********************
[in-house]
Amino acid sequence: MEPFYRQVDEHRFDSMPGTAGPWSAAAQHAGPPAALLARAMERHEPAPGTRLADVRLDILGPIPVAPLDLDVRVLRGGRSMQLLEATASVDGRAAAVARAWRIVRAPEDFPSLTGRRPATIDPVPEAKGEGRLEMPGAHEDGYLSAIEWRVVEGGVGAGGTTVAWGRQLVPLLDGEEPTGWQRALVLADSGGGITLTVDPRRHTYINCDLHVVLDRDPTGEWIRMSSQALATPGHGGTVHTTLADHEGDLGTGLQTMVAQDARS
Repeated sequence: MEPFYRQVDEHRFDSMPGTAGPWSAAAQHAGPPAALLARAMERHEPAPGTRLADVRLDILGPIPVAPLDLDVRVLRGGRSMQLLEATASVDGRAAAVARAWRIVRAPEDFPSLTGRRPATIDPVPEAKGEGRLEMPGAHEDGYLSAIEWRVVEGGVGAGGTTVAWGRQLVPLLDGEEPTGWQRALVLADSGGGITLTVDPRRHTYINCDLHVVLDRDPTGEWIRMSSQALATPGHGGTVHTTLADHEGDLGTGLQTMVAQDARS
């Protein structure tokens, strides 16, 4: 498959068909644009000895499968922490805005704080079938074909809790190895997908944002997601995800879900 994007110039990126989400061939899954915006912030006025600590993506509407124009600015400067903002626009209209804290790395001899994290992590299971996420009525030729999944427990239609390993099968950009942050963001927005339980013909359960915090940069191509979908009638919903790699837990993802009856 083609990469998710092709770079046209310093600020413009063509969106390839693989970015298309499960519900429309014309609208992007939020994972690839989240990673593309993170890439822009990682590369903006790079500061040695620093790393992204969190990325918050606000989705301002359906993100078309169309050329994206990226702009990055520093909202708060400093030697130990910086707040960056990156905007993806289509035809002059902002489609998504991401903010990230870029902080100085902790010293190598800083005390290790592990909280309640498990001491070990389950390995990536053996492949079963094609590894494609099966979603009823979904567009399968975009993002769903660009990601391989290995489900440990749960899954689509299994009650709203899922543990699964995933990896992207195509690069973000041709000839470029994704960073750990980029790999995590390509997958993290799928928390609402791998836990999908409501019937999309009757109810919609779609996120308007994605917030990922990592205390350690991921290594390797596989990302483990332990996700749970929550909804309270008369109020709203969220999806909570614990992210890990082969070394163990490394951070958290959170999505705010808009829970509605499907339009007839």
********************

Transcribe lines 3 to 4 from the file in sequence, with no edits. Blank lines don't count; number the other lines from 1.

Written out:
Repeated sequence: MEPFYRQVDEHRFDSMPGTAGPWSAAAQHAGPPAALLARAMERHEPAPGTRLADVRLDILGPIPVAPLDLDVRVLRGGRSMQLLEATASVDGRAAAVARAWRIVRAPEDFPSLTGRRPATIDPVPEAKGEGRLEMPGAHEDGYLSAIEWRVVEGGVGAGGTTVAWGRQLVPLLDGEEPTGWQRALVLADSGGGITLTVDPRRHTYINCDLHVVLDRDPTGEWIRMSSQALATPGHGGTVHTTLADHEGDLGTGLQTMVAQDARS
């Protein structure tokens, strides 16, 4: 498959068909644009000895499968922490805005704080079938074909809790190895997908944002997601995800879900 994007110039990126989400061939899954915006912030006025600590993506509407124009600015400067903002626009209209804290790395001899994290992590299971996420009525030729999944427990239609390993099968950009942050963001927005339980013909359960915090940069191509979908009638919903790699837990993802009856 083609990469998710092709770079046209310093600020413009063509969106390839693989970015298309499960519900429309014309609208992007939020994972690839989240990673593309993170890439822009990682590369903006790079500061040695620093790393992204969190990325918050606000989705301002359906993100078309169309050329994206990226702009990055520093909202708060400093030697130990910086707040960056990156905007993806289509035809002059902002489609998504991401903010990230870029902080100085902790010293190598800083005390290790592990909280309640498990001491070990389950390995990536053996492949079963094609590894494609099966979603009823979904567009399968975009993002769903660009990601391989290995489900440990749960899954689509299994009650709203899922543990699964995933990896992207195509690069973000041709000839470029994704960073750990980029790999995590390509997958993290799928928390609402791998836990999908409501019937999309009757109810919609779609996120308007994605917030990922990592205390350690991921290594390797596989990302483990332990996700749970929550909804309270008369109020709203969220999806909570614990992210890990082969070394163990490394951070958290959170999505705010808009829970509605499907339009007839």